Early along, as a student of the Toyota Production System (TPS), now referred to as “Lean,” I struggled with some of the concepts and systems. For example, Shigeo Shingo’s claim that a four-hour machine setup could be reduced to less than ten minutes made me a skeptic.
“Perhaps,” I thought, “when Mr. Shingo talked about SMED, single minute exchange of dies, he was referring only to machinery in which the changeover involved die changes. CNC Lathes were different, I rationalized; no chance for single minute changeover there.”
I kept these doubts to myself although I believe the machine operators had similar doubts. We’d made modest setup improvements, but nothing like Shingo was suggesting. Anything beyond low-hanging fruit took us too far out of our comfort zone.
In 1996 however, when a consultant from TSSC, a division of Toyota, began working with us, it quickly became apparent to me through her questioning that our doubts arose from ‘conceptual blind spots’ developed through old setup practices. These were preventing us from seeing a multitude of improvement opportunities. With some priming from our consultant, we found waste in areas where, as Mr. Shingo would say, “it was thought not to exist.” Under the guidance of our TSSC consultant, our well-ingrained existing frameworks for analyzing problems were gradually un-learned as part of our Lean learning.
Our consultant, who had no special technical expertise with CNC equipment, nevertheless brought a conceptual framework to the table that turned our skepticism into science. She used a method I refer to as “directed discovery” constantly challenging us with questions about our beliefs and expectations. For example, we were asked, “Why are four bolts needed for the tool holders? After we got over the because-we’ve-always-done-it-that-way answers, one of the operators had a brainstorm: “Can we replace two of the bolts with guide pins?” he asked. We experimented with the idea and, notwithstanding the concerns of the CNC lathe manufacturer, the guide pin idea worked!
Over a four-month period, focusing on sixty-six parts that ran on one CNC lathe, setups were reduced first from an hour to thirty minutes, then twenty and finally to eight minutes for any changeover between any two parts. At that point the operators began measuring the setups in seconds.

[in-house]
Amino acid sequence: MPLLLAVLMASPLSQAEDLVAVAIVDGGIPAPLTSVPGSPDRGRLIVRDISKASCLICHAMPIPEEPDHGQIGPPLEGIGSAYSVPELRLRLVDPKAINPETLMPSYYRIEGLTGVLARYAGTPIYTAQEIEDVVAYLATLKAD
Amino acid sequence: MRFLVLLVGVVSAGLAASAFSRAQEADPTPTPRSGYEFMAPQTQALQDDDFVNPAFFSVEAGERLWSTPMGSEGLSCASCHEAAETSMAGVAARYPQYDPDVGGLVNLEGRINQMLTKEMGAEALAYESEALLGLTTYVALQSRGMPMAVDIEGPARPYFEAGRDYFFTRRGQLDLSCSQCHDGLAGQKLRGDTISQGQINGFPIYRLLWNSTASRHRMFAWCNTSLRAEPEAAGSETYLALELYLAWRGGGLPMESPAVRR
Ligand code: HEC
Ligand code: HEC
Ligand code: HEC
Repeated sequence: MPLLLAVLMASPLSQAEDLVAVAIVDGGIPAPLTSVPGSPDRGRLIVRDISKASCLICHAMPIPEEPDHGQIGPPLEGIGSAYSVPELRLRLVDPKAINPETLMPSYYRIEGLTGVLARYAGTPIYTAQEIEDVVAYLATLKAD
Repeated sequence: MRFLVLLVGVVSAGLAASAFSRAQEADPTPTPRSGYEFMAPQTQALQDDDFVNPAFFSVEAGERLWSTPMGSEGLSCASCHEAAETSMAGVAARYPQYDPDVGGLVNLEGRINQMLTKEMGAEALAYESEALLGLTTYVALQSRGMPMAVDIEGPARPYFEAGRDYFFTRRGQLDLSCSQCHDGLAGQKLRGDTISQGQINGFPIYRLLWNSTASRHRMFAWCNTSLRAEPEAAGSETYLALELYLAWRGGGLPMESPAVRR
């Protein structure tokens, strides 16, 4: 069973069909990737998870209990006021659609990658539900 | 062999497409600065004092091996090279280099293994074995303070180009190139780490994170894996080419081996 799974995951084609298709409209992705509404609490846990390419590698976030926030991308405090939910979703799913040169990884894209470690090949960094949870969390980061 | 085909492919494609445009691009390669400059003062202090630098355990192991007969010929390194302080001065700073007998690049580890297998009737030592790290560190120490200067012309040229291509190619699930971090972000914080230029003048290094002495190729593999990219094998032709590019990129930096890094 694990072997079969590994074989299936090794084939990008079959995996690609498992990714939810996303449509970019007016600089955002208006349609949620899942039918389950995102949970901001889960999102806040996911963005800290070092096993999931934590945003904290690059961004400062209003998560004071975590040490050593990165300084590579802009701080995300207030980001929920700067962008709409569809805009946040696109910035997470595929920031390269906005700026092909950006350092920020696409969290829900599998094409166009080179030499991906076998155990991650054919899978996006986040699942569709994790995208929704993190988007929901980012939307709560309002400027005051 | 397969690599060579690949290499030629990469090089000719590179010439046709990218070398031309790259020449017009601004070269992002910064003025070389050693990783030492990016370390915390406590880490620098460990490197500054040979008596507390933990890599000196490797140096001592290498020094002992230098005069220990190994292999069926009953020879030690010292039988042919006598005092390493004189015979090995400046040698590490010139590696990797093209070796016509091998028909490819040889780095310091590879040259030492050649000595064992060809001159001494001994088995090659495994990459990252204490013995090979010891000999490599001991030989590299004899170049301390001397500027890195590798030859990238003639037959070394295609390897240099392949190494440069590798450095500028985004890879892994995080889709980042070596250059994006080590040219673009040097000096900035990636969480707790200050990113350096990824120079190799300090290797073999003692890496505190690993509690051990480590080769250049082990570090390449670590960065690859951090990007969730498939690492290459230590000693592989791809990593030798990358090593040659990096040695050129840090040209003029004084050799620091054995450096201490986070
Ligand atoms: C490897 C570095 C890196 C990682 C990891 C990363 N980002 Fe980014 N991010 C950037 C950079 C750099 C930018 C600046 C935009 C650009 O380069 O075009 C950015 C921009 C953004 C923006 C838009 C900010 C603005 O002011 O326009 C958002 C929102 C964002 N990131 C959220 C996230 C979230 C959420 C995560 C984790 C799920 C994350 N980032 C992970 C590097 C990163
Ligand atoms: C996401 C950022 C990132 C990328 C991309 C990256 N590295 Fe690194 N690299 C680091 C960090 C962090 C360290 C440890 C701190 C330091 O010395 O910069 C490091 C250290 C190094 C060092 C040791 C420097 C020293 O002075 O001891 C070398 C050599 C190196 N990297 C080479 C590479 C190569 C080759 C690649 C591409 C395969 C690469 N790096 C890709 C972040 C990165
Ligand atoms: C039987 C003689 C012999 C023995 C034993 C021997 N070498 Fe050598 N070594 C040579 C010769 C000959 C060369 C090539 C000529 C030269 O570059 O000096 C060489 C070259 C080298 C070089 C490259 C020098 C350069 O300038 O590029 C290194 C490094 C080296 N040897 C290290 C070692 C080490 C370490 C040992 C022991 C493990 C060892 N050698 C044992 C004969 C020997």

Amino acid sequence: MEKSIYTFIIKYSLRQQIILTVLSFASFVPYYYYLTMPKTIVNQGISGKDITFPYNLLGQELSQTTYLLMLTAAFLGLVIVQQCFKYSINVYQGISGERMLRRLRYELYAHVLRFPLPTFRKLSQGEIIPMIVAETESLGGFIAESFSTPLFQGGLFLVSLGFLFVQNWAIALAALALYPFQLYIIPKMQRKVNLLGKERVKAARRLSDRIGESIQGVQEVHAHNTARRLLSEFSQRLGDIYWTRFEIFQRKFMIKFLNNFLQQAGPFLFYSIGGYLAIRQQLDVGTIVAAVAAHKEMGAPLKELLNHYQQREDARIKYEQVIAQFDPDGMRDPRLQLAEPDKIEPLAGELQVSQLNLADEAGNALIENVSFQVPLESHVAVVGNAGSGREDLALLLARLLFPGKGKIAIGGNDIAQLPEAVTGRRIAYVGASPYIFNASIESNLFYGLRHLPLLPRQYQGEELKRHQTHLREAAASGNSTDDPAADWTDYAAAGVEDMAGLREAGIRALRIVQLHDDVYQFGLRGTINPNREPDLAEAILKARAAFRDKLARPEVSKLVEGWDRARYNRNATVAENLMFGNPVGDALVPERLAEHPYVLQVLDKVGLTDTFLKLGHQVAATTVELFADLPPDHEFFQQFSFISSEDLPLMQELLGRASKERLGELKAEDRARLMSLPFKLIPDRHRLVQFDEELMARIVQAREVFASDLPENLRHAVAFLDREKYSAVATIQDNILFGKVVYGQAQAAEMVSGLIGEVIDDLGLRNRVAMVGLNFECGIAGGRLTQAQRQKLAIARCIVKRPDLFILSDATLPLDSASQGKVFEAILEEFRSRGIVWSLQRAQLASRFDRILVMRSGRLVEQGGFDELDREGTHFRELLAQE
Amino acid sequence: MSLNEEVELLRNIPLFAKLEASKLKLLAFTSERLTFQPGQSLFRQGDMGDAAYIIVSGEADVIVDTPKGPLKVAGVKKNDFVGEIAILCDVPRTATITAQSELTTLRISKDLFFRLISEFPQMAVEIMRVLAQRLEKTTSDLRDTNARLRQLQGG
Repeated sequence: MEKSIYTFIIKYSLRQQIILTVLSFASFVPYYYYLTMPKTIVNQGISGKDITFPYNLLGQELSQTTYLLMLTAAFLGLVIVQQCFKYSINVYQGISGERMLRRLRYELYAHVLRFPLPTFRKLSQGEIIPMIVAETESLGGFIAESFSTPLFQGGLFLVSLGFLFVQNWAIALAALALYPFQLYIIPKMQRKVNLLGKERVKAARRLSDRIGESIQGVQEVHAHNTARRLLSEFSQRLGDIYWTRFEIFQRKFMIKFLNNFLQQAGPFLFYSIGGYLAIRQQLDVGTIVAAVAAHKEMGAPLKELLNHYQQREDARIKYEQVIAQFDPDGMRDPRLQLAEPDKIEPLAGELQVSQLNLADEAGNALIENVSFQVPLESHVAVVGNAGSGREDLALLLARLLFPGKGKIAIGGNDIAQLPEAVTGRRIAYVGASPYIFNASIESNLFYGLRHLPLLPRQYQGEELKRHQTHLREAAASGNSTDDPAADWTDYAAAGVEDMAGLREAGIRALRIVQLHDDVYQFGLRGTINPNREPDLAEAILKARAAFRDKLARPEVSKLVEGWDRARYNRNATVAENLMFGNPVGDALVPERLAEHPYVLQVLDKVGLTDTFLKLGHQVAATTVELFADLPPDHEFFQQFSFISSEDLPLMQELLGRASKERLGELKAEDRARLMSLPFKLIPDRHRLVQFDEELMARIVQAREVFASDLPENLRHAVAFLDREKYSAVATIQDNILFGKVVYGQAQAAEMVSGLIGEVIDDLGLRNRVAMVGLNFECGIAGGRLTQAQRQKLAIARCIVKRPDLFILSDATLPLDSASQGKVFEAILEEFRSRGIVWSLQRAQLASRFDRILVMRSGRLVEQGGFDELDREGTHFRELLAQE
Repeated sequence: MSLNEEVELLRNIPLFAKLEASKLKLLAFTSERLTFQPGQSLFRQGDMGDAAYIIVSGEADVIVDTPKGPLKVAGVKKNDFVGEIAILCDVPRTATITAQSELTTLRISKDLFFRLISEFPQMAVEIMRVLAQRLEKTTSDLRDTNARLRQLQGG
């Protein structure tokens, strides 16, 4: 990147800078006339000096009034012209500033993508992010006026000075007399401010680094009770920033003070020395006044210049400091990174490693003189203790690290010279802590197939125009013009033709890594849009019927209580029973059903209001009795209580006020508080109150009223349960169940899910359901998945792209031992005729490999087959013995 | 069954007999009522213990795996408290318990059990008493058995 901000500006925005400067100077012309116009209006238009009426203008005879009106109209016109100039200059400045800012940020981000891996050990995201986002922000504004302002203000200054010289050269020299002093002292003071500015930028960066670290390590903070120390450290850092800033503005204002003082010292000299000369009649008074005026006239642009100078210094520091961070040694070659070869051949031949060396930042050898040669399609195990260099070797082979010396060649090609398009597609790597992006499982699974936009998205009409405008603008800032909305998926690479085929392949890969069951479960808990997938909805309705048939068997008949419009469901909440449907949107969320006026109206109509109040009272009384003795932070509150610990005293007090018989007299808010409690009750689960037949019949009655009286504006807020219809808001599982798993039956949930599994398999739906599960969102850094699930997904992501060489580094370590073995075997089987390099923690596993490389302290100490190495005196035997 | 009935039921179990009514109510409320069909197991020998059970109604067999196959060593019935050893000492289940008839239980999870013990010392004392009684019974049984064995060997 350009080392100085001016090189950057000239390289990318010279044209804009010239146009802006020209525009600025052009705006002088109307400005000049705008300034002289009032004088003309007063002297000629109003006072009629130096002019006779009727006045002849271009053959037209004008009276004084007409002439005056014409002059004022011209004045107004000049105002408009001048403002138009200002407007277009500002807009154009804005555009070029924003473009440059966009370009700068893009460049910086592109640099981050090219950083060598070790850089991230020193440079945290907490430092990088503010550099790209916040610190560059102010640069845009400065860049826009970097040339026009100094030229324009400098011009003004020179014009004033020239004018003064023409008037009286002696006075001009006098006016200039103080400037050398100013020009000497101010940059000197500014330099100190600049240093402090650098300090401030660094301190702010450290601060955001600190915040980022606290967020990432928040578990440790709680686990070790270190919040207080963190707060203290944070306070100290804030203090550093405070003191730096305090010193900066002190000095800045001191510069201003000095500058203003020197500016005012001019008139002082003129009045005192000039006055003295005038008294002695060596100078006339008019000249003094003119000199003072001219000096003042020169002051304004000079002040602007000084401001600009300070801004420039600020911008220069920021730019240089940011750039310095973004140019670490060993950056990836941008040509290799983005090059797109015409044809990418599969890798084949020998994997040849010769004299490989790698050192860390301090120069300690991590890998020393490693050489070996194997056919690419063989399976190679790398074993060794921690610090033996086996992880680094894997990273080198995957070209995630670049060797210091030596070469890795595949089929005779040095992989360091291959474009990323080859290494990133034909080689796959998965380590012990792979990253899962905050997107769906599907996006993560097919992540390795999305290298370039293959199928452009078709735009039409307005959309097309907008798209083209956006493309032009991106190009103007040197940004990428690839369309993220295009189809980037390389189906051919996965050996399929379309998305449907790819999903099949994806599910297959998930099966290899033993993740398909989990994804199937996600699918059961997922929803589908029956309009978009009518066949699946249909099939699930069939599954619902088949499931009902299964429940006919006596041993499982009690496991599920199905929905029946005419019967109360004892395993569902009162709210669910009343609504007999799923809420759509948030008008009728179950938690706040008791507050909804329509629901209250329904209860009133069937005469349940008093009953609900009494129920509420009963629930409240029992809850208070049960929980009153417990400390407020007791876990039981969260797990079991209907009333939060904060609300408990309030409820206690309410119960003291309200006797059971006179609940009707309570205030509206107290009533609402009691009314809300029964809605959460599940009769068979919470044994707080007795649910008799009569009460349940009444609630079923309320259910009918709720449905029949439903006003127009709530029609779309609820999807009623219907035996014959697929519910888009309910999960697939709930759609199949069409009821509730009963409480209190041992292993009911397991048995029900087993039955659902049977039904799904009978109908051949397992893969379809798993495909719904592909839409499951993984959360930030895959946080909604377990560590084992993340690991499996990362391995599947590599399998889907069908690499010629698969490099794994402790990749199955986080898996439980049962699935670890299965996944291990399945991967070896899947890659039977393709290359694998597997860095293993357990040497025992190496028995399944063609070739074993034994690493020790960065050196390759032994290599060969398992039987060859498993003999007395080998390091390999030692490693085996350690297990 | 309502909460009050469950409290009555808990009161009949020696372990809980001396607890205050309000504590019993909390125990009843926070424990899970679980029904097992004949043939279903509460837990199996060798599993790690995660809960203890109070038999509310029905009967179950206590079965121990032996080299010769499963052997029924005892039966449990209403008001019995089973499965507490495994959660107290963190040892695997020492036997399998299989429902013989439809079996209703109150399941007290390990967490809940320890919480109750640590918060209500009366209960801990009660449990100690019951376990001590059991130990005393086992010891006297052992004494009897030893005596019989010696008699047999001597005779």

The impact this had on our operation was truly revolutionary. An abstract understanding that we had gained from reading Shingo’s book was now replaced by a tacit learning that could only have come through guided discovery and continual practice: Learning by doing or, in this case, “Lean By Doing.”
There are two morals to this story:
- Book study or classroom activities alone cannot create deep learning and may, in fact cause persons to privately harbor doubts. Only with constant hands-on practice can we remove the conceptual blind spots that obscure the full benefit of Lean tools.
- The perspective gained through the mentoring from our consultant was necessary to help us see beyond our conceptual blind spots. Experienced eyes can guide inexperienced.
GBMP has chosen the “Lean-by-doing” theme for its 12th annual Northeast Lean Conference and in doing so we have invited some the most hands-on practitioners and experts to share their tacit learning with every participant. Over half of our sessions will be hands-on learning. The event gets under way in 26 days and registration is still open at www.northeastLEANconference.org. Hope to see you there.
The most dangerous kind od waste is waste that we do not see. Shingo. Do not let past practices obstruct opportunities for new learning. Shingo.
Another big/dangerous waste is stifling human creativity. Whether it’s being done intentionally or unwittingly. Learned that in the course today. : )
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Great insights Bruce many thanks